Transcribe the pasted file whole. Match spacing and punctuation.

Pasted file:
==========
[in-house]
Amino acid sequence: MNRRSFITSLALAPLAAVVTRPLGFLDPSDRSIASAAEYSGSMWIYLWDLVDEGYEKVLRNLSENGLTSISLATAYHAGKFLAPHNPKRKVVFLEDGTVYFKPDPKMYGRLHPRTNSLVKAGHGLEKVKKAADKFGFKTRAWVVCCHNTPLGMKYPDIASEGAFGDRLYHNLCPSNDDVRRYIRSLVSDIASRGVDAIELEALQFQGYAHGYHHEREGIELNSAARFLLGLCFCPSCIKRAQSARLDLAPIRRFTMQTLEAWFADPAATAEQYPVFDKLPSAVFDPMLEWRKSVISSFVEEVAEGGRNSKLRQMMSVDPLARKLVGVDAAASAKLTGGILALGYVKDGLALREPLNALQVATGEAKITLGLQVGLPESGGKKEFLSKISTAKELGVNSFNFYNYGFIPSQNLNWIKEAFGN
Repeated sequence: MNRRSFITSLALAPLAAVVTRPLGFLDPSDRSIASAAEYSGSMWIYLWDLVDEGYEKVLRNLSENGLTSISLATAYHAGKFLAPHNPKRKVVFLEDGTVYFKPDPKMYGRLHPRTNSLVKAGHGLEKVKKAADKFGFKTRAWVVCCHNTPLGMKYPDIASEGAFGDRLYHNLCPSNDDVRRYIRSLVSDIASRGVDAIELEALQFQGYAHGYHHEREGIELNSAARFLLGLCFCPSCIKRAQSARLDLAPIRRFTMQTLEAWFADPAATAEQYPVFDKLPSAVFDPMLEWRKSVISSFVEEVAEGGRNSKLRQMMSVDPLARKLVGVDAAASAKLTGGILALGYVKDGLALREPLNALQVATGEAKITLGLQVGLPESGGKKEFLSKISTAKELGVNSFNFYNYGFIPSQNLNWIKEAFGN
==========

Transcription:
[in-house]
Amino acid sequence: MNRRSFITSLALAPLAAVVTRPLGFLDPSDRSIASAAEYSGSMWIYLWDLVDEGYEKVLRNLSENGLTSISLATAYHAGKFLAPHNPKRKVVFLEDGTVYFKPDPKMYGRLHPRTNSLVKAGHGLEKVKKAADKFGFKTRAWVVCCHNTPLGMKYPDIASEGAFGDRLYHNLCPSNDDVRRYIRSLVSDIASRGVDAIELEALQFQGYAHGYHHEREGIELNSAARFLLGLCFCPSCIKRAQSARLDLAPIRRFTMQTLEAWFADPAATAEQYPVFDKLPSAVFDPMLEWRKSVISSFVEEVAEGGRNSKLRQMMSVDPLARKLVGVDAAASAKLTGGILALGYVKDGLALREPLNALQVATGEAKITLGLQVGLPESGGKKEFLSKISTAKELGVNSFNFYNYGFIPSQNLNWIKEAFGN
Repeated sequence: MNRRSFITSLALAPLAAVVTRPLGFLDPSDRSIASAAEYSGSMWIYLWDLVDEGYEKVLRNLSENGLTSISLATAYHAGKFLAPHNPKRKVVFLEDGTVYFKPDPKMYGRLHPRTNSLVKAGHGLEKVKKAADKFGFKTRAWVVCCHNTPLGMKYPDIASEGAFGDRLYHNLCPSNDDVRRYIRSLVSDIASRGVDAIELEALQFQGYAHGYHHEREGIELNSAARFLLGLCFCPSCIKRAQSARLDLAPIRRFTMQTLEAWFADPAATAEQYPVFDKLPSAVFDPMLEWRKSVISSFVEEVAEGGRNSKLRQMMSVDPLARKLVGVDAAASAKLTGGILALGYVKDGLALREPLNALQVATGEAKITLGLQVGLPESGGKKEFLSKISTAKELGVNSFNFYNYGFIPSQNLNWIKEAFGN